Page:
How 'Revenge' became the perfect thriller for the Time's Up era
Director says the timing of the film's release is 'striking' given the past year's sexual harassment scandals
In the action-thriller Revenge (out May 11) a young woman played by Matilda Lutz (Rings) is raped by an acquaintance of her married boyfriend and then pushed over a desert cliff by the boyfriend himself, only to survive and begin hunting her persecutors. Given both the French film’s plot and the kinetic, blood-drenched direction of first-time filmmaker Coralie Fargeat, it is understandable that paramedics had to tend to one overwhelmed audience member when Revenge received its world premiere at the Toronto International Film Festival last September. The screening also shook its star, who was seeing the movie for the first time.
“It was amazing, just hearing the audience root for the character,” Lutz said, when EW met with her and Fargeat at a restaurant in Los Angeles last month. “A group of girls told me, ‘You’re all of us!’ It made me feel that it is a movie that gives you power and that’s how I felt through the shooting of the movie. I felt so much more confident the more we were shooting. Even just watching it makes me feel like I’m strong.”
If Revenge seemed more-than-relevant to many members of the Toronto audience, the film has only become more timely in the months since, as allegations of sexual harassment and rape were levelled against Harvey Weinstein, leading to a host of other male celebrities being accused of similarly terrible acts, and in turn the rise of the Time’s Up movement.
“The timing is very striking,” says Fargeat. “But I think it is not that much coincidence, because everything that was revealed by the Weinstein story was already existing before. Of course, as a woman, I am really sensitive to those issues and the imbalance that I can feel in society. But when art meets actuality meets the news, it’s special. I’m really proud that the movie can be seen in that movement.”
Fargeat wrote the script for Revenge around two-and-a-half years ago. “Basically, I really wanted to make a genre film for my first feature, because that’s really the cinema I love,” says the director. It all started with her central character, a “very powerful Lolita icon, that brings a real attraction and fascination on her, because she’s physically fascinating. At the same time, guys think she can be crushed and [that] they can get rid of her as soon as she doesn’t act the way they want. I was very interested with the idea to bring her from the very typical Lolita-Barbie-girl to the very strong powerful warrior. All the elements started to build around that.”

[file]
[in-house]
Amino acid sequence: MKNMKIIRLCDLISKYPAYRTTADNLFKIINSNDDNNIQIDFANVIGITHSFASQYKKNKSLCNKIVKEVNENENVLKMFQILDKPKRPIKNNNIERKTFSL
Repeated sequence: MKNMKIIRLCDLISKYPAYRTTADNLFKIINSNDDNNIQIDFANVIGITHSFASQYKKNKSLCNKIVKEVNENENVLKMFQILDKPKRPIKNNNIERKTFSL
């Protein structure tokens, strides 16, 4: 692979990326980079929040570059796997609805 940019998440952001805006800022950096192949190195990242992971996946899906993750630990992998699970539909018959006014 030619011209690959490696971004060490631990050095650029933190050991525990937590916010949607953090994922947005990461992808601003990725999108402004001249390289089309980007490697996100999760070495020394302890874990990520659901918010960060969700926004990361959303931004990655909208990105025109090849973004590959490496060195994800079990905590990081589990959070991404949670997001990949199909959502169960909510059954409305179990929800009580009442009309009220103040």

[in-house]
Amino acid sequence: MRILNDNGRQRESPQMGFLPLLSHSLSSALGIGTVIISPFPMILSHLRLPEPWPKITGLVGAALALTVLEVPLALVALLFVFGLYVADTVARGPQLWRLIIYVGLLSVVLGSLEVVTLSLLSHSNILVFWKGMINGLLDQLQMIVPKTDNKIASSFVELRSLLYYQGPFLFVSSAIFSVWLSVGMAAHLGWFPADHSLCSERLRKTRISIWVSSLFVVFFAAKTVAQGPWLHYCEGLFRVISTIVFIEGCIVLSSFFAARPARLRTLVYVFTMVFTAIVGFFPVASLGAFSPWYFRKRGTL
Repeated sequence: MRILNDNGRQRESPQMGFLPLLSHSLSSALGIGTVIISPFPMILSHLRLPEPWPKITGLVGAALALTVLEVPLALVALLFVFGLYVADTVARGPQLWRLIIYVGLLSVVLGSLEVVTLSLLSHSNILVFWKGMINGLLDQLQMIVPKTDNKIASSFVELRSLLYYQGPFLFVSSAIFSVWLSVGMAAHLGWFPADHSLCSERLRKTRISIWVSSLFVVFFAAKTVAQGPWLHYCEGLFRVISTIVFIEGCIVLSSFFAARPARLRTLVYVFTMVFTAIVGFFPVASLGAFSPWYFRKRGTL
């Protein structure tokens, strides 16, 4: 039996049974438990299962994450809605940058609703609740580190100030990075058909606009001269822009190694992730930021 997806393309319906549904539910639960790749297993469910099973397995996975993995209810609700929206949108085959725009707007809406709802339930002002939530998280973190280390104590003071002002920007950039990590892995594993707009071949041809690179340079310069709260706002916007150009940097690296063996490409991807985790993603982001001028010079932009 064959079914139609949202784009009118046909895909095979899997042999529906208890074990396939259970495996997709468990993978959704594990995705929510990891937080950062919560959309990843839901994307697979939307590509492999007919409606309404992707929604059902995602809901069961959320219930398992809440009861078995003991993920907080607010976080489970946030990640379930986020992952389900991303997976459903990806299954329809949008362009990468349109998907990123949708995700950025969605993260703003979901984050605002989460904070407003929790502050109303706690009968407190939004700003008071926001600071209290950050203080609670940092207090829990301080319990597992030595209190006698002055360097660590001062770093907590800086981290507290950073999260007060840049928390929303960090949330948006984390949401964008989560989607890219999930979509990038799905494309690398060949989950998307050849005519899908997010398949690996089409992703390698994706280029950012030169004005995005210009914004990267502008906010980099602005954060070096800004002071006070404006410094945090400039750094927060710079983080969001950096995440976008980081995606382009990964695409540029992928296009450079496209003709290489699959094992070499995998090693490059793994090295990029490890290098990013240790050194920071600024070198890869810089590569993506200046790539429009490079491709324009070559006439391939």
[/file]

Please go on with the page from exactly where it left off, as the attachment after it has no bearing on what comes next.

At the start of the film, Fargeat deliberately depicts Lutz’s character, Jen, as a flirt, notably in a scene where she dances with Vincent Colombe’s Stan, the character who will later rape her. Lutz reveals that the sequence gave her pause.
“I said, ‘I don’t know if I want to push it this much, because then, of course [her attacker] is going to think that she wants to go with him,'” says the actress. “Coralie told me, ‘That’s exactly what I want to do. I want people to understand that no matter what she does, it doesn’t allow him to rape her.’ It didn’t click with me at the beginning, but then I started seeing her point of view, which became my point of view.”
In many ways, Fargeat’s film would seem to fall squarely in the so-called “rape and revenge” genre, a cinematic grouping which, thanks to films like 1974’s Death Wish and 1978’s I Spit on Your Grave, has become notorious for explicitly showing sexual violence against women. However, in her film, Fargeat does not show the assault against Jen, instead having her camera follow another of the male characters as he leaves the scene of the attack and turns on the television so as not to hear what is happening behind him. The resulting sequence succeeds in being comparatively non-exploitative while still filling the viewer with a sense of out-and-out horror.